Time and tide

Greg Jones
On a recent sailing trip that involved passing through Woods Hole, we were again reminded of the important role that tides play in our boating activities. Arrive at the entrance to Woods Hole, a fairly narrow passage between the Elizabeth Islands that separates Buzzards Bay from Vineyard Sound, at the wrong time, and you could be bucking a tidal current that can reach five knots. Conversely, arrive at the right time and your boat will fly along, boosted by a fair tide that is free for the timing.

Tides, whether your boating activities take place in areas of wide-ranging tides or of fairly small tides, are always an important factor. Drop your anchor at high tide with a few feet under your keel and soon you could be listening the rhythmic bump of your keel on the bottom. The noise might stop when you’re high and dry, or it might stop when the tide comes back in. Best to avoid either eventuality.

There are tides, and tidal currents, in nearly every body of salt water, and, for freshwater sailors, virtually none in lakes, regardless of size. Spring tides in the Great Lakes, if they can be noticed at all, are around two inches. NOAA does not publish data on Great Lakes tides because the changes are so small they are in effect masked by other changes in lake levels caused by wind and weather. There is the phenomenon known as a seiche, but those intermittent surges of water have nothing to do with tides.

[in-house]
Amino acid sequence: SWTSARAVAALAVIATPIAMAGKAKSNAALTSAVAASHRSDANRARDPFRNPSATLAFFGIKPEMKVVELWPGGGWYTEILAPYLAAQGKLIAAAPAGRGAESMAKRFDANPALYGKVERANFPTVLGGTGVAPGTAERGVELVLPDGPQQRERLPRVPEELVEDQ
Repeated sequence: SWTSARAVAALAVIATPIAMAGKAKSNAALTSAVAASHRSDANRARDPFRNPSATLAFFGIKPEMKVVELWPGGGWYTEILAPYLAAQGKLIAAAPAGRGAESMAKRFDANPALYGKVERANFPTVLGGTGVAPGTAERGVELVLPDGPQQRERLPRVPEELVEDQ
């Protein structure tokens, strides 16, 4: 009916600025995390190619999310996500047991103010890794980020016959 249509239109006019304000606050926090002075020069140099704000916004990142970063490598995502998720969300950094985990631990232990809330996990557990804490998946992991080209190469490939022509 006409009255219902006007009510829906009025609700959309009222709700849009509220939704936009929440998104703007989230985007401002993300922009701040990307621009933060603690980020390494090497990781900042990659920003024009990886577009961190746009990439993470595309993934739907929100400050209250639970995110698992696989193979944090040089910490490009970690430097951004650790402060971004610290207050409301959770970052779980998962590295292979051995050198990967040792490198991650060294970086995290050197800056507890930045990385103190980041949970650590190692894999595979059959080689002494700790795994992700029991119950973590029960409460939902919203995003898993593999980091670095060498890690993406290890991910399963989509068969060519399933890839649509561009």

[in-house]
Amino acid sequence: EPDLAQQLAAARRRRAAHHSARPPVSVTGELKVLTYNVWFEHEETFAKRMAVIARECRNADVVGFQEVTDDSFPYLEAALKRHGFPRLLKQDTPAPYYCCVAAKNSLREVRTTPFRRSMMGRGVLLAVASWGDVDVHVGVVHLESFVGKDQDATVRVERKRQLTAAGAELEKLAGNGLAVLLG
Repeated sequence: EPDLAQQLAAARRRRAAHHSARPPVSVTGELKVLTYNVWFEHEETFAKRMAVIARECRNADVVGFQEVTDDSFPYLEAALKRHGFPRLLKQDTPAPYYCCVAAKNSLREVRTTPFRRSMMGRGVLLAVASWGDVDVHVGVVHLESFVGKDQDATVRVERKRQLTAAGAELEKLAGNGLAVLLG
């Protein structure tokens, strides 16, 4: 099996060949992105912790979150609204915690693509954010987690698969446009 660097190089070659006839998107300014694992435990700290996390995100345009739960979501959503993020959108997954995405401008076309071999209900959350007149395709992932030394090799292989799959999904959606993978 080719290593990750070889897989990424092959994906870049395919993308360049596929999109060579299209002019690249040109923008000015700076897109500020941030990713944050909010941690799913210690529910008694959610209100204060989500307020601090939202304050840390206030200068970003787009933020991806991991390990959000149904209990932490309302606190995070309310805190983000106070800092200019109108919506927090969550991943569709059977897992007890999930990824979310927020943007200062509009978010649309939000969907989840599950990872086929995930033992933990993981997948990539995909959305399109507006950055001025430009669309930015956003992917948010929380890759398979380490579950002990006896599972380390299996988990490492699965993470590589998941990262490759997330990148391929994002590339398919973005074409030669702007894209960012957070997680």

Establishing the currents related to tides is predictable, within limits, but they are always best if verified by observation. Although the currents are directly related to tides, the variables induced by land masses, the volume of water and the effect of wind make even the best current tables something less than an exact science.